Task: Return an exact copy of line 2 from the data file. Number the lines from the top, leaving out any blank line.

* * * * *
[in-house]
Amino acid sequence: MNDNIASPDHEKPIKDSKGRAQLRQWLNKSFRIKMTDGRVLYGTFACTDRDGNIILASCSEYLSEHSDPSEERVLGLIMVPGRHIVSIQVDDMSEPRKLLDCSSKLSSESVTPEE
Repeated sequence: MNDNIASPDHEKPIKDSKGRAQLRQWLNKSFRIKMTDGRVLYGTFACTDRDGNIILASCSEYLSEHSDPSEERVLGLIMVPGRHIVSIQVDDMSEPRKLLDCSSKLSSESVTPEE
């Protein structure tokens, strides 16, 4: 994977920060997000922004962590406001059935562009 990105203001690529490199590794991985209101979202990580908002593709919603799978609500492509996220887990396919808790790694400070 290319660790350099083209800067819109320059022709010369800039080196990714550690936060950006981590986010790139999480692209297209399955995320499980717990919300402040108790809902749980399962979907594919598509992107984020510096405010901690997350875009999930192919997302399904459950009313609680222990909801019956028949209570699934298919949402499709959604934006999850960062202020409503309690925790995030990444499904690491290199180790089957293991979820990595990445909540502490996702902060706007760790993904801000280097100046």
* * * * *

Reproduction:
Amino acid sequence: MNDNIASPDHEKPIKDSKGRAQLRQWLNKSFRIKMTDGRVLYGTFACTDRDGNIILASCSEYLSEHSDPSEERVLGLIMVPGRHIVSIQVDDMSEPRKLLDCSSKLSSESVTPEE